The wheel keeps spinning back to Caleb Haas (Graham Rogers) in this scenario.  The fact that Haas is the common denominator here is obvious. The triangle of Olsen, Wyatt and Haas has Caleb at the apex of the structure and therefore still part of a ever shorter list of suspects. 

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Haas is not seen at all in the present timeline of Quantico. No one mentions him, not even Shelby, before trouncing off, referred to him after the second bomb went off in the investigation room.  Considering Caleb’s character arc, he does seem the most likely candidate, especially now that Wyatt is seen driving the terrorist’s van.

There could be another scenario at play. As the number of Alex’s classmates get whittled down (Vasquez, Harper and Duncan, along with any number who were blown up in the second explosion) it seems that the entire class have been targeted.

The NATs all have had multiple layers in this show.  Hidden agendas, past peccadilloes that  have been covered up and somewhat less than sterling backgrounds all seem to be part and parcel of these new recruits and new agents.

Alex is now alone, with Booth convinced of her guilt, as Simon and Will Olsen are taken into the van along with her cell phone. It looks like Parrish will have to target the terrorist alone.

Quantico airs Sunday’s on ABC.

The Family: All the Livelong Day – Willa’s Dream (Review)

ANDREW MCCARTHY

So at last the truth comes out, at least part of it, in The Family: All the Livelong Day, lots of Ben and Adam’s “backstory” comes out.  Most important is the news  that Adam is dead and he died just prior to Ben’s escape. Another thing that comes to light is that the reason for Willa’s actions are the result of a day dream.

Or was it a fantasy, similar to what Ben does (as a defense mechanism) where he can pretend that stale donuts are French toast and old bread is pizza. It is revealed that there is a lot going on in Ben’s head, some of which may have already been in this damaged teenager’s makeup  before the pock-marked man held him captive for so long.

At least now the immediate family members, as well as Hank Asher, can be let off the hook in terms of who killed Adam.  Unfortunately the cause of Adam’s  demise  is still up for debate. The scenario of Ben killing Adam (and the Warren boy did look dead laying on that cot) is still alive and well especially after that argument.

The moment that Willa has the day dream about Adam returning while the family are all in a panic and the resulting visions of Adam at christmas and his prom results in an epiphany of sorts. Willa then starts grooming Ben to become Adam.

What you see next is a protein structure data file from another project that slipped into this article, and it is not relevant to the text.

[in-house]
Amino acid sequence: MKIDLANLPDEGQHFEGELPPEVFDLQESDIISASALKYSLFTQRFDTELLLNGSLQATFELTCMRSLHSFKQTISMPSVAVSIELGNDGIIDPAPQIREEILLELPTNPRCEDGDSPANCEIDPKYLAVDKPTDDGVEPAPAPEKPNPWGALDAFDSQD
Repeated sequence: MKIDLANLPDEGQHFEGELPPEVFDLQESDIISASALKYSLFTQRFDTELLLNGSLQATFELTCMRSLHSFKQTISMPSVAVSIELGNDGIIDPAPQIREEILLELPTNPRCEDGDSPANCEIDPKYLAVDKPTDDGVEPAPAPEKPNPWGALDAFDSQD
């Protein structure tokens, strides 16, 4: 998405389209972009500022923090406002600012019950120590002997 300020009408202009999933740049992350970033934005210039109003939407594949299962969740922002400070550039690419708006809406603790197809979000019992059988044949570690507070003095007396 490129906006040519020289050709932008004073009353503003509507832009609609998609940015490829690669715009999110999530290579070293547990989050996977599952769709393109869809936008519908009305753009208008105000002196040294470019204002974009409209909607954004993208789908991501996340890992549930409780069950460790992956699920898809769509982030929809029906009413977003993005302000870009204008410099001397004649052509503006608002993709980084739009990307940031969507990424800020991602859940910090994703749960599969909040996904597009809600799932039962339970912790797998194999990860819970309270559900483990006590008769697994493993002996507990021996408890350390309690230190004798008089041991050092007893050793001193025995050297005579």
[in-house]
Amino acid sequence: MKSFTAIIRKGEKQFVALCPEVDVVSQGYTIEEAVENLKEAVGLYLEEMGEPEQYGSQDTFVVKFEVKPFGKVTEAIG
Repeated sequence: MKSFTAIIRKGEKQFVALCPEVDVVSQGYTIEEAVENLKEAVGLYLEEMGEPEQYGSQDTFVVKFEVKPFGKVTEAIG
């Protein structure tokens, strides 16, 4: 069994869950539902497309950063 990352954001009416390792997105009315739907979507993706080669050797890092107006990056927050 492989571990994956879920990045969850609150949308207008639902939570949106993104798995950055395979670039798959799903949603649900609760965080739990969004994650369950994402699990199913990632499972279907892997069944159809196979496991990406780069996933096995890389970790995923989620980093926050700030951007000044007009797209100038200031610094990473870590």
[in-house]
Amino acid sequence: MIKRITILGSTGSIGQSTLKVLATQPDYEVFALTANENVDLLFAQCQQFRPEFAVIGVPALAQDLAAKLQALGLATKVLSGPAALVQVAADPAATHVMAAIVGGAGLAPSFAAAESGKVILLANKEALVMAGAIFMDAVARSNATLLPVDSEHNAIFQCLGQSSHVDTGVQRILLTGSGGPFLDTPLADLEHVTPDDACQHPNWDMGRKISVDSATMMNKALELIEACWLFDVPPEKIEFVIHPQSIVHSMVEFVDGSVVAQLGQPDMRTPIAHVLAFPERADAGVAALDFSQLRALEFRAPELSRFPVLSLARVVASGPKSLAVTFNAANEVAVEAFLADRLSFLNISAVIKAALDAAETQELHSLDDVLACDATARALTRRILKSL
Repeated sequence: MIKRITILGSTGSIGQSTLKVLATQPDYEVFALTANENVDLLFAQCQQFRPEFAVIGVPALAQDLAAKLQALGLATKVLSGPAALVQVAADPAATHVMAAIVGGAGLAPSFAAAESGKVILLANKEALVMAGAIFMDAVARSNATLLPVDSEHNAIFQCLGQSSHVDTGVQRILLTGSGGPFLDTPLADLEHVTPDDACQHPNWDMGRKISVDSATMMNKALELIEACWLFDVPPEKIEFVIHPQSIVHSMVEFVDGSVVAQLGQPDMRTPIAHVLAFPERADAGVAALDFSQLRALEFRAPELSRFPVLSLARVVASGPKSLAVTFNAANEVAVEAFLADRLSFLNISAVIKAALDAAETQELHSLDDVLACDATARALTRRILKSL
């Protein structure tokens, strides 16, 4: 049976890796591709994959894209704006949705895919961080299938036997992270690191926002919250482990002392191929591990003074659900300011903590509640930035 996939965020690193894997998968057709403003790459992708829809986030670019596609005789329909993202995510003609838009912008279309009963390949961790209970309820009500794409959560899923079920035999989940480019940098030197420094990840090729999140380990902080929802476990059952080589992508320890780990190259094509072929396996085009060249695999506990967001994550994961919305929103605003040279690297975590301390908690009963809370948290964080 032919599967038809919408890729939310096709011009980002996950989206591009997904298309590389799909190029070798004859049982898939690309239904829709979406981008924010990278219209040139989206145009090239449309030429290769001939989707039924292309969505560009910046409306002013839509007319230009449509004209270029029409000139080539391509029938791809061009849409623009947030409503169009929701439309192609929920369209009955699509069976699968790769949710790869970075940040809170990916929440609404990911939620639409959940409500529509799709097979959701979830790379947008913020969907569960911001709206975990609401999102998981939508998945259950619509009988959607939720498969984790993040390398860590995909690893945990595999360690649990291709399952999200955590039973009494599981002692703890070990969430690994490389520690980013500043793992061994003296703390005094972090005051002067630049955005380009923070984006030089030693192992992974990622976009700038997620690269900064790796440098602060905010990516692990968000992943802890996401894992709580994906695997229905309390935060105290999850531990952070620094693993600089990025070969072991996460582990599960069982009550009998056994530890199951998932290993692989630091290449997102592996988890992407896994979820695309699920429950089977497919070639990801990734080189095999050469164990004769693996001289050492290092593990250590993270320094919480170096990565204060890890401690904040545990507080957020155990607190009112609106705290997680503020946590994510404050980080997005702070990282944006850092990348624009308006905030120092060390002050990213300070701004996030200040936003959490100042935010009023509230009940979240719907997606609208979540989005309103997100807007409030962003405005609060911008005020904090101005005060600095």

(Although it is worth mentioning that Ben did go to the Warren’s house, which is where he meets Willa, and there is something going on with the teenager; he does like to hide things…)

When Claire (Joan Allenasks why, at the start of the show, Willa points out that the family was falling apart. In flashback,  John wants a divorce and Claire asks him to put it off, and the stress of running for mayor has put the  Warren’s even further on edge.   The disappearance of Adam was the final straw and Willa feels responsible.

(So too does Danny, but his answer was to crawl into the welcoming arms of substance abuse, whilst Willa’s was to “take charge” of Mom’s campaign.)

For the first time Claire’s fragile side is shown as are Willa’s strengths. A montage of “Adam training” is shown and Willa takes a lock of hair from Ben, obviously to aid in “faking” the DNA test.  Later it is revealed that Willa (Alison Pillthe manipulator and campaigner has never really outgrown her own guilt. Emotionally, she is trapped in that adolescent mindset of 10 years previously. Her inner child wants to fix, “her” mistake.

Later in the show,  the “collapse” of Claire is shown,  where she drinks a bottle of vodka after learning from Willa what she has done, and the woman passes out on the “Adam” bench in the park. This sequence  shows just how devastated the Mayor is.

Hank Asher seemingly tries to kill himself with a plastic bag, although it  is doubtful he would have succeeded as Hank only  holds the end of the bag closed rather than ties it.

At the last moment, Willa loses faith in her plan and gives Ben $10k to forget the whole thing and go away.  In an ironic twist, it is Willa that suggests the “lying” spin that Claire uses, “I don’t tolerate lying, just ask my kids.” This is exactly what Willa has been doing albeit because Ben did not go away as she paid him to.

More Ben backstory is revealed, how he escapes for example, and the two lads digging through the brick wall while singing “I’ve Been Working On The Railroad (all the livelong day)” and we see when Ben takes charge of the deception from Willa.

The young Warren woman  has created a monster and her dream has turned into a nightmare now that Claire knows the truth. The Warren family’s trials are not  yet over.  Hank Asher still has secrets to share as well and Ben has many layers waiting to be revealed.

The final shot of the present day Warren family  is a clear suggestion that things are far from over. Willa’ face all crumpled up with stress and pain, John oblivious to the tension offering up breakfast foods and Claire leaning in and hugging Ben while her face is a picture  of someone damned. Ben; on the other side of the hug, face expressionless, cold and chilling.